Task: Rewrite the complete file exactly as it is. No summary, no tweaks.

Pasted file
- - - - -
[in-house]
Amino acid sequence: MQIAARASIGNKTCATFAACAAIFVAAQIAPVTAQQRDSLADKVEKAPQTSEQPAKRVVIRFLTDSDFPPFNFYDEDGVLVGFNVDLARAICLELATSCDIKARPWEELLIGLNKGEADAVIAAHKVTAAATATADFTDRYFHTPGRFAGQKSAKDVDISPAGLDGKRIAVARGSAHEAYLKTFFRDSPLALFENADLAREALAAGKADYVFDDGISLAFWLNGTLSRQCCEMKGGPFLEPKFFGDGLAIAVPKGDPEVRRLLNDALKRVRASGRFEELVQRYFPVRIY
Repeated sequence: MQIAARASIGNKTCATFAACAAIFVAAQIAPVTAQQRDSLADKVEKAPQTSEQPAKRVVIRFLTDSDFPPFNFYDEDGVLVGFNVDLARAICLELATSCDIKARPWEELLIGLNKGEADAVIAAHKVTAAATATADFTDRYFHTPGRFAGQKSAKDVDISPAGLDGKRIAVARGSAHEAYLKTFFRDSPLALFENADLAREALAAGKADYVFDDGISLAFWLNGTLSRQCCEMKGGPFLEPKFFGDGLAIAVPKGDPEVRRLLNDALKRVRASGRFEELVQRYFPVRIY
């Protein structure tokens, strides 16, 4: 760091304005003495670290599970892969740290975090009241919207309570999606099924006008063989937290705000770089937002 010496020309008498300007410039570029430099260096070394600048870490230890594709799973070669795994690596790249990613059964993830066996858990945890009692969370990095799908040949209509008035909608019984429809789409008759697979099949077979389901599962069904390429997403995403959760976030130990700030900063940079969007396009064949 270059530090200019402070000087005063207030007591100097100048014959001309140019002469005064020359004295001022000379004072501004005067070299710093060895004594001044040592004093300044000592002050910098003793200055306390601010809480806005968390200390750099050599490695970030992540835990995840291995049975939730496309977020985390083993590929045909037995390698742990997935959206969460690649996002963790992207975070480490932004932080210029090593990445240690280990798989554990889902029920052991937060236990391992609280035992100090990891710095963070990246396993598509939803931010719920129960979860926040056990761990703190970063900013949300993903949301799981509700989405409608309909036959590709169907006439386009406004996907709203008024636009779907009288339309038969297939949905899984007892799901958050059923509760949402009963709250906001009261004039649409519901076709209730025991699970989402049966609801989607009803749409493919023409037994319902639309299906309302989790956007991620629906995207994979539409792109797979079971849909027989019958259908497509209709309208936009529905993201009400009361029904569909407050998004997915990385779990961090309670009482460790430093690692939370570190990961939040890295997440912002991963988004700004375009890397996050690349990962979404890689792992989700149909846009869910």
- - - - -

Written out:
[in-house]
Amino acid sequence: MQIAARASIGNKTCATFAACAAIFVAAQIAPVTAQQRDSLADKVEKAPQTSEQPAKRVVIRFLTDSDFPPFNFYDEDGVLVGFNVDLARAICLELATSCDIKARPWEELLIGLNKGEADAVIAAHKVTAAATATADFTDRYFHTPGRFAGQKSAKDVDISPAGLDGKRIAVARGSAHEAYLKTFFRDSPLALFENADLAREALAAGKADYVFDDGISLAFWLNGTLSRQCCEMKGGPFLEPKFFGDGLAIAVPKGDPEVRRLLNDALKRVRASGRFEELVQRYFPVRIY
Repeated sequence: MQIAARASIGNKTCATFAACAAIFVAAQIAPVTAQQRDSLADKVEKAPQTSEQPAKRVVIRFLTDSDFPPFNFYDEDGVLVGFNVDLARAICLELATSCDIKARPWEELLIGLNKGEADAVIAAHKVTAAATATADFTDRYFHTPGRFAGQKSAKDVDISPAGLDGKRIAVARGSAHEAYLKTFFRDSPLALFENADLAREALAAGKADYVFDDGISLAFWLNGTLSRQCCEMKGGPFLEPKFFGDGLAIAVPKGDPEVRRLLNDALKRVRASGRFEELVQRYFPVRIY
């Protein structure tokens, strides 16, 4: 760091304005003495670290599970892969740290975090009241919207309570999606099924006008063989937290705000770089937002 010496020309008498300007410039570029430099260096070394600048870490230890594709799973070669795994690596790249990613059964993830066996858990945890009692969370990095799908040949209509008035909608019984429809789409008759697979099949077979389901599962069904390429997403995403959760976030130990700030900063940079969007396009064949 270059530090200019402070000087005063207030007591100097100048014959001309140019002469005064020359004295001022000379004072501004005067070299710093060895004594001044040592004093300044000592002050910098003793200055306390601010809480806005968390200390750099050599490695970030992540835990995840291995049975939730496309977020985390083993590929045909037995390698742990997935959206969460690649996002963790992207975070480490932004932080210029090593990445240690280990798989554990889902029920052991937060236990391992609280035992100090990891710095963070990246396993598509939803931010719920129960979860926040056990761990703190970063900013949300993903949301799981509700989405409608309909036959590709169907006439386009406004996907709203008024636009779907009288339309038969297939949905899984007892799901958050059923509760949402009963709250906001009261004039649409519901076709209730025991699970989402049966609801989607009803749409493919023409037994319902639309299906309302989790956007991620629906995207994979539409792109797979079971849909027989019958259908497509209709309208936009529905993201009400009361029904569909407050998004997915990385779990961090309670009482460790430093690692939370570190990961939040890295997440912002991963988004700004375009890397996050690349990962979404890689792992989700149909846009869910």